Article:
At GCSE students learn about the composition of atoms in terms of their particles and the properties of the particles in terms of their relative charges and masses. Although determining the number of protons, neutrons and electrons from the atomic number and mass number is in principle very straight forward it is an idea that often trips students up in exams due to inaccurate recall and it is worth making students aware of this.
Students need to understand how and why the model of the atom has changed over time and this presents a nice opportunity to discuss the process of the scientific method with students.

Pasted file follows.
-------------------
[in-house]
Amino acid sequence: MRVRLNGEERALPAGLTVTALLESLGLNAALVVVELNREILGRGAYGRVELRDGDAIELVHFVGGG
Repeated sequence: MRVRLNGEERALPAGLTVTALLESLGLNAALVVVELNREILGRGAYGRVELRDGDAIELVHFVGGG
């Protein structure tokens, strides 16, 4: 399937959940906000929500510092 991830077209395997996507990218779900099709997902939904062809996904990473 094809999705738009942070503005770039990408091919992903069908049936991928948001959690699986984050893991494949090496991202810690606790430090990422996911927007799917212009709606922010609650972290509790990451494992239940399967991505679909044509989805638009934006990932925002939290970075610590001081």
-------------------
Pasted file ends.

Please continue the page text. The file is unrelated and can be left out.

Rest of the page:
An understanding of electronic configuration leads naturally to a link between the electronic configuration and position of the element in the periodic table and its importance as a predictive tool in our understanding of chemical behaviour.
Whilst this list provides a source of information and ideas for experimental work, it is important to note that recommendations can date very quickly. Do NOT follow suggestions which conflict with current advice from CLEAPSS, SSERC or other recent safety guides. eLibrary users are responsible for ensuring that any activity, including practical work, which they carry out is consistent with current regulations related to Health and Safety and that they carry an appropriate risk assessment. Further information is provided in our Health and Safety guidance